Section 179 of Indian Penal Code, 1860 – Explained!

This section lays down liability on one who refuses to answer a public servant authorised to question even though legally bound to state the truth. It says that whoever is legally bound to state the truth on any subject to any public servant, but refuses to answer any question touching that subject while being demanded to do so by such public servant who is so acting under the powers conferred to him by the law, shall be punished with simple imprisonment for a term extending up to six months, or with fine extending up to one thousand rupees, or with both.

The section requires that the one to be held guilty under this section must be legally bound to state the truth on any subject. If he is not so bound the section does not apply. There must be a refusal on his part to answer even though answer was demanded of him by the public servant. The public servant must be vested with powers under the law to demand an answer. If he does not hold this power under the law, the person refusing to answer cannot be held guilty under this section. Giving false answers may make him liable under section 193 of the Code and not under this section.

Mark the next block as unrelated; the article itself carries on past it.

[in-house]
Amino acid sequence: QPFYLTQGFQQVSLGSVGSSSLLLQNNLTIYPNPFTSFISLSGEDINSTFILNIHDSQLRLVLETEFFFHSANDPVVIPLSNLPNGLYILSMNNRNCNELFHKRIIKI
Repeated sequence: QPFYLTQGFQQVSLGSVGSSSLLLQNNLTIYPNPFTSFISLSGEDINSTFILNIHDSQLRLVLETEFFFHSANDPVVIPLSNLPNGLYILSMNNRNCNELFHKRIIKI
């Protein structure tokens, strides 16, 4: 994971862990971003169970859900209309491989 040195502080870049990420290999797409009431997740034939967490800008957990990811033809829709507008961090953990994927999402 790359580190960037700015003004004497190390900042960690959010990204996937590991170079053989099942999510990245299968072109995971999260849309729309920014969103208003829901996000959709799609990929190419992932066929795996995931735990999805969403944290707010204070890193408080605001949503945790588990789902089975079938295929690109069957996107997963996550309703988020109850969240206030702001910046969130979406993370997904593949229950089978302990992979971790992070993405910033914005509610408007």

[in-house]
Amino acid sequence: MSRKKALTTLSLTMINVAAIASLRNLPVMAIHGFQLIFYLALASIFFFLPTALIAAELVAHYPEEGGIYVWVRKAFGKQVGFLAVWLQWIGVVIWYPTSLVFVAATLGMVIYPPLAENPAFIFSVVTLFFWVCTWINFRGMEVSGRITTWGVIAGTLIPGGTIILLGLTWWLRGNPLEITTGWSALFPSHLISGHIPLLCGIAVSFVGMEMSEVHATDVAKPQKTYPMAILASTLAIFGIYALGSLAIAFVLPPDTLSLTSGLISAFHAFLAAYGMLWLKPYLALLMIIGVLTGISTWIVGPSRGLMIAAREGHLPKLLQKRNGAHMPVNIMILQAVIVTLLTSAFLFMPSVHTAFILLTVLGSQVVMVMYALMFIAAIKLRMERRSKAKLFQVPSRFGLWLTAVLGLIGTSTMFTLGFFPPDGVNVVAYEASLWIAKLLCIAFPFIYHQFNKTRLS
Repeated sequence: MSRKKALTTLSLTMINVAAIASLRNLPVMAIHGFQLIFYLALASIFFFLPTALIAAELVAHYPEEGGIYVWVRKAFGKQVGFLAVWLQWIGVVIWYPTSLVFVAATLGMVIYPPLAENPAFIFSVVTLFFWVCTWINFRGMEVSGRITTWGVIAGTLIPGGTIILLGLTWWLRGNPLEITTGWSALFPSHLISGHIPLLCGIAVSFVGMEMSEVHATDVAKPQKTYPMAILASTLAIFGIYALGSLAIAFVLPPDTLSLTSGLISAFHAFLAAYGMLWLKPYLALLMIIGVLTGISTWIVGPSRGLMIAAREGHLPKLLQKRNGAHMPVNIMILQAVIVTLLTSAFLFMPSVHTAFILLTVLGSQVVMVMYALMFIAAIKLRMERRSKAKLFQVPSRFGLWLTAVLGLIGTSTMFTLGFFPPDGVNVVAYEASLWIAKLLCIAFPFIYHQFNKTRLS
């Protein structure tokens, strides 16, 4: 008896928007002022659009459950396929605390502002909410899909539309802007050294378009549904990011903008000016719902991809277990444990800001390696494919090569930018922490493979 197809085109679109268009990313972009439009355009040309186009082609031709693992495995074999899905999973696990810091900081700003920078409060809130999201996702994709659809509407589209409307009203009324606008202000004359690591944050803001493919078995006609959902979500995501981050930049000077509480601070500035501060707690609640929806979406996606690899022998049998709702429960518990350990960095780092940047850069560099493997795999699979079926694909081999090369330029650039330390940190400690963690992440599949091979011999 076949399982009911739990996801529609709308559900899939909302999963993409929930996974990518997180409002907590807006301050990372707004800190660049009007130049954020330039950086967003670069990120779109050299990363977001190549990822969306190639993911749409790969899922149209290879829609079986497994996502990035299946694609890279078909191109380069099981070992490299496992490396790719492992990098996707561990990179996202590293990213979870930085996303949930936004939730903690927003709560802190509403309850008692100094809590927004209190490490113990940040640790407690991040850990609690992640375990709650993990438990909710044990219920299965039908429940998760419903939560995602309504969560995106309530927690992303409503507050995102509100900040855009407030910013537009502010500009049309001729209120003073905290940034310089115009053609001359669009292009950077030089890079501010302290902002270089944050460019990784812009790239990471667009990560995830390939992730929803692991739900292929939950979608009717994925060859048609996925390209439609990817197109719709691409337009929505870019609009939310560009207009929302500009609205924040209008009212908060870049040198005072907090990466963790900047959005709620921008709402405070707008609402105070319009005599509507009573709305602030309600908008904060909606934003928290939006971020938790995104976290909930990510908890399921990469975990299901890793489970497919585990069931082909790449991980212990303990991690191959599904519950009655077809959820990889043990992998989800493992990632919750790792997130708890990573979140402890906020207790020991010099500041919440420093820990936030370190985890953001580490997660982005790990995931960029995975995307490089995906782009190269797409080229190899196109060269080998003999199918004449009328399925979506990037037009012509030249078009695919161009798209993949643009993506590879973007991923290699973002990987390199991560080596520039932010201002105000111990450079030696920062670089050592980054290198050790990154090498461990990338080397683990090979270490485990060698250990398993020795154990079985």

The Indian Evidence Act, 1872 vide sections 121 to 132 also exempts a witness to answer certain questions. Protection against self-incrimination continues to be available as a fundamental right under Article 20 (1) of the Constitution. But otherwise an accused is legally bound to answer a question put by a police officer during examination as provided by section 161, Code of Criminal Procedure, 1973.

Whether there is self-incrimination of a witness is to be determined by the Court. It has been held that Railway Protection Force personnel are not public servants. This section makes no provision for imposition of rigorous imprisonment.

The Andhra Pradesh High Court has held following the Supreme Court that conduct of inquiry by Railway Protection Force personnel under the Railway Property (Unlawful Possession) Act, 1966 is more like a judicial proceeding and not a police investigation, and refusal to answer is an offence under section 9 of this Act and section 179 of the Indian Penal Code.

The offence under this section is non-cognizable, bailable and non-compoundable, and is triable by the court in which the offence is committed subject to the provisions of Chapter XXVI of the Code of Criminal Procedure, 1973; and if no offence is committed, it is triable by any magistrate.